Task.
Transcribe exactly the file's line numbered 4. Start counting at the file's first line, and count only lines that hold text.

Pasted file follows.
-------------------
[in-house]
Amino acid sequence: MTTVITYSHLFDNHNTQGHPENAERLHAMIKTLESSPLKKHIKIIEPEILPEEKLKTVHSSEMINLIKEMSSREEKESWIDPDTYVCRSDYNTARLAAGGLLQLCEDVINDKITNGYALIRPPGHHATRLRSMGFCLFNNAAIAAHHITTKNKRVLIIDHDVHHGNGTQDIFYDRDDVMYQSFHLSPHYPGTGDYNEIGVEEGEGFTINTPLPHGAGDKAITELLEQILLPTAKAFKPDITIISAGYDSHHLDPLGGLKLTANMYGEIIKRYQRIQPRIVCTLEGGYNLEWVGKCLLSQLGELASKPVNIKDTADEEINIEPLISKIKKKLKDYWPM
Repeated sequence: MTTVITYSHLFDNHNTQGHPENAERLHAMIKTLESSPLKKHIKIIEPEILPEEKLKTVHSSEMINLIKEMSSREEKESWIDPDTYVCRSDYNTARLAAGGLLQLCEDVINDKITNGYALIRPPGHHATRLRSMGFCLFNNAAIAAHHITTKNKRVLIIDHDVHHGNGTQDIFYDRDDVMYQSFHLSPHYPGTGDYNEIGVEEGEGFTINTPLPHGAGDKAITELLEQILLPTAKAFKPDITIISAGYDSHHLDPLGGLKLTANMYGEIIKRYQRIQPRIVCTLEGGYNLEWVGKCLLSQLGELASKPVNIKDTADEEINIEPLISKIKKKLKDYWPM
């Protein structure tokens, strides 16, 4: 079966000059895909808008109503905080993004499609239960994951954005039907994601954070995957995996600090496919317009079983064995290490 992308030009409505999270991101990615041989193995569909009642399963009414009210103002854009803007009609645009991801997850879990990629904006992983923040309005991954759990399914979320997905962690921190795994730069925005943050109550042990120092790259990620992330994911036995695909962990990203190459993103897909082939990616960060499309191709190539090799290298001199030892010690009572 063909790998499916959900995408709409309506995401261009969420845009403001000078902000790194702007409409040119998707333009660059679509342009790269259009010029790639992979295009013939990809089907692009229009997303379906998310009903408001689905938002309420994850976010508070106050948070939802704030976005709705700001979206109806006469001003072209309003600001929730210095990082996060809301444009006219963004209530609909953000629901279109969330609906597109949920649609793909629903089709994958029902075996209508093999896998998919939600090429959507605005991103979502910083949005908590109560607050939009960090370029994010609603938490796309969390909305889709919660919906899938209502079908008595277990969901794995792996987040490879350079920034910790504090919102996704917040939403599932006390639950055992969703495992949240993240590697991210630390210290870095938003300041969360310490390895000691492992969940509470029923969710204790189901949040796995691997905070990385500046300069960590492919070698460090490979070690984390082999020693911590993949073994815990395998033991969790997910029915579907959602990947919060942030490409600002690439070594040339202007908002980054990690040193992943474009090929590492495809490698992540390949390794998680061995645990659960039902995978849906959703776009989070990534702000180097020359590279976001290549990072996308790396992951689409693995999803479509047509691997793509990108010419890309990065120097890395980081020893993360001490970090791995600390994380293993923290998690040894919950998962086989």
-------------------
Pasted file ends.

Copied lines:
């Protein structure tokens, strides 16, 4: 079966000059895909808008109503905080993004499609239960994951954005039907994601954070995957995996600090496919317009079983064995290490 992308030009409505999270991101990615041989193995569909009642399963009414009210103002854009803007009609645009991801997850879990990629904006992983923040309005991954759990399914979320997905962690921190795994730069925005943050109550042990120092790259990620992330994911036995695909962990990203190459993103897909082939990616960060499309191709190539090799290298001199030892010690009572 063909790998499916959900995408709409309506995401261009969420845009403001000078902000790194702007409409040119998707333009660059679509342009790269259009010029790639992979295009013939990809089907692009229009997303379906998310009903408001689905938002309420994850976010508070106050948070939802704030976005709705700001979206109806006469001003072209309003600001929730210095990082996060809301444009006219963004209530609909953000629901279109969330609906597109949920649609793909629903089709994958029902075996209508093999896998998919939600090429959507605005991103979502910083949005908590109560607050939009960090370029994010609603938490796309969390909305889709919660919906899938209502079908008595277990969901794995792996987040490879350079920034910790504090919102996704917040939403599932006390639950055992969703495992949240993240590697991210630390210290870095938003300041969360310490390895000691492992969940509470029923969710204790189901949040796995691997905070990385500046300069960590492919070698460090490979070690984390082999020693911590993949073994815990395998033991969790997910029915579907959602990947919060942030490409600002690439070594040339202007908002980054990690040193992943474009090929590492495809490698992540390949390794998680061995645990659960039902995978849906959703776009989070990534702000180097020359590279976001290549990072996308790396992951689409693995999803479509047509691997793509990108010419890309990065120097890395980081020893993360001490970090791995600390994380293993923290998690040894919950998962086989």